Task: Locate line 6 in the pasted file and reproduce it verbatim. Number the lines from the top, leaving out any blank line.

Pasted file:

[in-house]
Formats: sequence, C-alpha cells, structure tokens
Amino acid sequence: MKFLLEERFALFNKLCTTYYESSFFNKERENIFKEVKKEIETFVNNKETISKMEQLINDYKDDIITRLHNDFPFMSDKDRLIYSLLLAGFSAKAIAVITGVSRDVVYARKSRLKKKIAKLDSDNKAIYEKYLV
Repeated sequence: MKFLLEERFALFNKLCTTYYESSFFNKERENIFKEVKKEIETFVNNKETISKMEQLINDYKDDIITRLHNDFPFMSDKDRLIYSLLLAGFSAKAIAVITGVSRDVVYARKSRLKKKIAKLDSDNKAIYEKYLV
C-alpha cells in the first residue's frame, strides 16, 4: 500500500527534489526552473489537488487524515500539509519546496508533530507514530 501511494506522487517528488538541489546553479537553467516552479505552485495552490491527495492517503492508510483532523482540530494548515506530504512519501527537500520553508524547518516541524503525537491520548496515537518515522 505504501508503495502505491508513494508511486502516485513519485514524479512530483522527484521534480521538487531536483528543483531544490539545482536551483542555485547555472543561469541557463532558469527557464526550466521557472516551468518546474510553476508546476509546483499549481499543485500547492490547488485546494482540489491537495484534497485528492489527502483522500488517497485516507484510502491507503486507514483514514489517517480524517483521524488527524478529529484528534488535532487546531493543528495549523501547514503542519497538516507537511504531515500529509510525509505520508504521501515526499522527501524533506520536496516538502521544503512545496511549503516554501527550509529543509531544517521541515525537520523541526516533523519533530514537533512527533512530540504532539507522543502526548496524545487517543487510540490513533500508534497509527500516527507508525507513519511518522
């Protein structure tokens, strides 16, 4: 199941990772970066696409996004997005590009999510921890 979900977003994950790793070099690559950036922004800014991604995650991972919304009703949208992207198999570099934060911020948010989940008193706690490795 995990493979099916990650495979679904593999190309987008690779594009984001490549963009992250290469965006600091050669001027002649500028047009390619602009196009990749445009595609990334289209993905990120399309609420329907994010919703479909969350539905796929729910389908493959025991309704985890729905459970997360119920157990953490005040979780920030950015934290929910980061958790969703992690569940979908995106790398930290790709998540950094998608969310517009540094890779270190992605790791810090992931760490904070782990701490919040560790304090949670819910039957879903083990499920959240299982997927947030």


């Protein structure tokens, strides 16, 4: 199941990772970066696409996004997005590009999510921890 979900977003994950790793070099690559950036922004800014991604995650991972919304009703949208992207198999570099934060911020948010989940008193706690490795 995990493979099916990650495979679904593999190309987008690779594009984001490549963009992250290469965006600091050669001027002649500028047009390619602009196009990749445009595609990334289209993905990120399309609420329907994010919703479909969350539905796929729910389908493959025991309704985890729905459970997360119920157990953490005040979780920030950015934290929910980061958790969703992690569940979908995106790398930290790709998540950094998608969310517009540094890779270190992605790791810090992931760490904070782990701490919040560790304090949670819910039957879903083990499920959240299982997927947030």